Business and Operations
New Baking Ingredients Know No Boundaries
November 5, 2007 By Dr. Charles Speirs
Improving our eating experience takes on an international emphasis.
In January this year, I joined the Department of Baking and Cereal Processing at Campden & Chorleywood Food Research Association (CCFRA), in the role of Baking Science and Technology manager. CCFRA is the largest independent food research organization in the world, and is supported by approximately 1,700 companies globally. The Department of Baking and Cereal Processing is part of the Cereals and Cereals Processing Division (which employs 40 scientists and technologists), and carries out work on the properties of bakery ingredients and their transformation into bread and other baked goods. We have facilities for pilot scale baking – including a training bakery – and other cereal processing technologies. Part of my remit within the Department is to manage research, test baking, training, product development and technical consultancy for a range of clients, including national and international baking companies, food manufacturers, food ingredient suppliers and government agencies.
One of the first things that struck me when I took the job at CCFRA was the glorious diversity of the baked goods sector – regionally, nationally and globally. There is a very large and growing trend for products to cross social and national boundaries. For example, tortillas or wraps, which were largely unheard of 10 years ago in the U.K., are now commonplace lunch items. Pizza is a global product, with a variety of different toppings, a million miles from its traditional origin in Italy. However, there are still some products awaiting global recognition. As a Scot, I can describe regional products, such as Aberdeen rowies or traditional black bun, products which are a complete mystery to my English colleagues. And, of course vice versa, with the likes of stottie or Eccles cakes. Widening the scope to include contributions from French, Italian and Indian colleagues in the department, we can come up with a long list of products unique to our own cultures and environments. While the products are diverse, there is a commonality of the quality attributes that we expect the products to deliver. There are common needs which consumers of a whole range of products can relate to, such as convenience, freshness, a good shelf life appropriate for the product, and of course, an enjoyable eating experience.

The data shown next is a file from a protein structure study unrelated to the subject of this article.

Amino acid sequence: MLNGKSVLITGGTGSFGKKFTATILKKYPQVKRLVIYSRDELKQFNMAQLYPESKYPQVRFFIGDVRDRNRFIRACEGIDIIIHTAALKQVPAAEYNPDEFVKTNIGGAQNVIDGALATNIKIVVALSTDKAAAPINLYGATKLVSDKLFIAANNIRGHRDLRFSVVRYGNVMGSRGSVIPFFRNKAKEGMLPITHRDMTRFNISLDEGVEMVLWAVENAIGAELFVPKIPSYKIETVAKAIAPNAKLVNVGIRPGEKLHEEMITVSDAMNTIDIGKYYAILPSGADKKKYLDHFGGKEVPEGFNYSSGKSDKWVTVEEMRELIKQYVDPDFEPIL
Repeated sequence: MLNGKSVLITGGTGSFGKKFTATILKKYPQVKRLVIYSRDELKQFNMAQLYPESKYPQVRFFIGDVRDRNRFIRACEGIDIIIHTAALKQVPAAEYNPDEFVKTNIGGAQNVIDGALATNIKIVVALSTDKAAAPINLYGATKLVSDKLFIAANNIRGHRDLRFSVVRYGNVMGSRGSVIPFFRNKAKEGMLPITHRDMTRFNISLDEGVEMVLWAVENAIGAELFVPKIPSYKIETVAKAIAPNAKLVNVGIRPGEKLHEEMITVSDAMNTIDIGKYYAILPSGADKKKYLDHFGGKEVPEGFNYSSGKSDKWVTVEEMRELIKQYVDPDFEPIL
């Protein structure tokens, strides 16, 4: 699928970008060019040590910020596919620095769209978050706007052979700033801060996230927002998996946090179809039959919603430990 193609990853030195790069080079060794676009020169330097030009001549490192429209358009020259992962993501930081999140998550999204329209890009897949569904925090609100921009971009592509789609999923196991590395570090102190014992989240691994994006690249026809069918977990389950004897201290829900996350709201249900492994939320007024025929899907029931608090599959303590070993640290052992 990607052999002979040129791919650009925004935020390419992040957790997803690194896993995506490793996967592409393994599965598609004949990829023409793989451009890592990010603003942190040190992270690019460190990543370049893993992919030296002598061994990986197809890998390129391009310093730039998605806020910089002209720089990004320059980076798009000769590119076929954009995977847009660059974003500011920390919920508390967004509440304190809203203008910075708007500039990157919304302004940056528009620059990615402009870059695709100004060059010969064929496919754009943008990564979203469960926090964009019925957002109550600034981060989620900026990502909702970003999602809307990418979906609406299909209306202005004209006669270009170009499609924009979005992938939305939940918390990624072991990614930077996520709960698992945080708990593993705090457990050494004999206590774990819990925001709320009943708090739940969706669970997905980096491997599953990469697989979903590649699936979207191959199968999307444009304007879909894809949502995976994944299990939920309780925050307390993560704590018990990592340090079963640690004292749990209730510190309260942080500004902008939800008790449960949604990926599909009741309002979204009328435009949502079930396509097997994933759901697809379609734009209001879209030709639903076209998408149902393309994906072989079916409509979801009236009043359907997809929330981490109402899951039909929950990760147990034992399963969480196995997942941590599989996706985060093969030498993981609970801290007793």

Bakery ingredients deliver a range of benefits to baked goods, including convenience and technical excellence, and of course, contribute to nutritional balance and good health. This article will focus on the use of ingredients to improve the eating qualities, with nutritional and health aspects of ingredients being covered in a subsequent article.
One role of the bakery scientist is to select from ingredients and/or additives to support the continuous development of bread and other baked goods in this diverse sector. You do need to be able to define exactly what quality attribute you require for a specific product for a specific market. Shelf life is a good case in point. Traditionally, French bread is purchased twice a day, but people in the U.K. would expect a longer shelf life. Sandwich bread in the U.K. has a shelf life of about six days, while in North America a product aimed at the same market might be expected to have a shelf life of up to three weeks.
Three Key Tools – Ingredients, Additives, Enzymes
In terms of recipe modification, the bakery scientist has three key groups of materials in the toolbox to work with which can be used to help improve product quality and shelf life. These can be loosely classified as ingredients, additives or processing aids such as enzymes. Each of these groupings has a role to play in the baking industry depending on product and market requirement.